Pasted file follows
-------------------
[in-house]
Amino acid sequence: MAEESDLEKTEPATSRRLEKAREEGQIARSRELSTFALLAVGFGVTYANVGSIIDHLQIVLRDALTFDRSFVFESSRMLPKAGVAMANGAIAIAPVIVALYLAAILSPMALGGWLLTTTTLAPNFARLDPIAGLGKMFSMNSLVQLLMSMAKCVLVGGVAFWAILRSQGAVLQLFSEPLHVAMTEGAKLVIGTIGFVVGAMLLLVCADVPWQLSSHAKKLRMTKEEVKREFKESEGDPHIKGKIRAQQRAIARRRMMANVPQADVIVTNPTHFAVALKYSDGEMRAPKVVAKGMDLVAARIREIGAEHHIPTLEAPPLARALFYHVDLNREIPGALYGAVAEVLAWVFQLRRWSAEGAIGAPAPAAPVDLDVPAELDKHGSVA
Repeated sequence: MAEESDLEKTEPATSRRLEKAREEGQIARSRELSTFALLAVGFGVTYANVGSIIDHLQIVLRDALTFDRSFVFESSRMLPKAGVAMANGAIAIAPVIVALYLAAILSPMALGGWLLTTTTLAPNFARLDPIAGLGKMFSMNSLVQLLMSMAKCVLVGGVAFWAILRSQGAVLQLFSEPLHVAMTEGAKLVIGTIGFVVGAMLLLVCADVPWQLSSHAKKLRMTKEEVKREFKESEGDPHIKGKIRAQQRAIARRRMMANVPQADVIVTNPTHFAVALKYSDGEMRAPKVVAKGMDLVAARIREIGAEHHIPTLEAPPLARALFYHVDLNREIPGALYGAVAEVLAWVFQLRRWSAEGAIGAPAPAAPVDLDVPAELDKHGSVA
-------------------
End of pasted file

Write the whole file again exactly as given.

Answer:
[in-house]
Amino acid sequence: MAEESDLEKTEPATSRRLEKAREEGQIARSRELSTFALLAVGFGVTYANVGSIIDHLQIVLRDALTFDRSFVFESSRMLPKAGVAMANGAIAIAPVIVALYLAAILSPMALGGWLLTTTTLAPNFARLDPIAGLGKMFSMNSLVQLLMSMAKCVLVGGVAFWAILRSQGAVLQLFSEPLHVAMTEGAKLVIGTIGFVVGAMLLLVCADVPWQLSSHAKKLRMTKEEVKREFKESEGDPHIKGKIRAQQRAIARRRMMANVPQADVIVTNPTHFAVALKYSDGEMRAPKVVAKGMDLVAARIREIGAEHHIPTLEAPPLARALFYHVDLNREIPGALYGAVAEVLAWVFQLRRWSAEGAIGAPAPAAPVDLDVPAELDKHGSVA
Repeated sequence: MAEESDLEKTEPATSRRLEKAREEGQIARSRELSTFALLAVGFGVTYANVGSIIDHLQIVLRDALTFDRSFVFESSRMLPKAGVAMANGAIAIAPVIVALYLAAILSPMALGGWLLTTTTLAPNFARLDPIAGLGKMFSMNSLVQLLMSMAKCVLVGGVAFWAILRSQGAVLQLFSEPLHVAMTEGAKLVIGTIGFVVGAMLLLVCADVPWQLSSHAKKLRMTKEEVKREFKESEGDPHIKGKIRAQQRAIARRRMMANVPQADVIVTNPTHFAVALKYSDGEMRAPKVVAKGMDLVAARIREIGAEHHIPTLEAPPLARALFYHVDLNREIPGALYGAVAEVLAWVFQLRRWSAEGAIGAPAPAAPVDLDVPAELDKHGSVA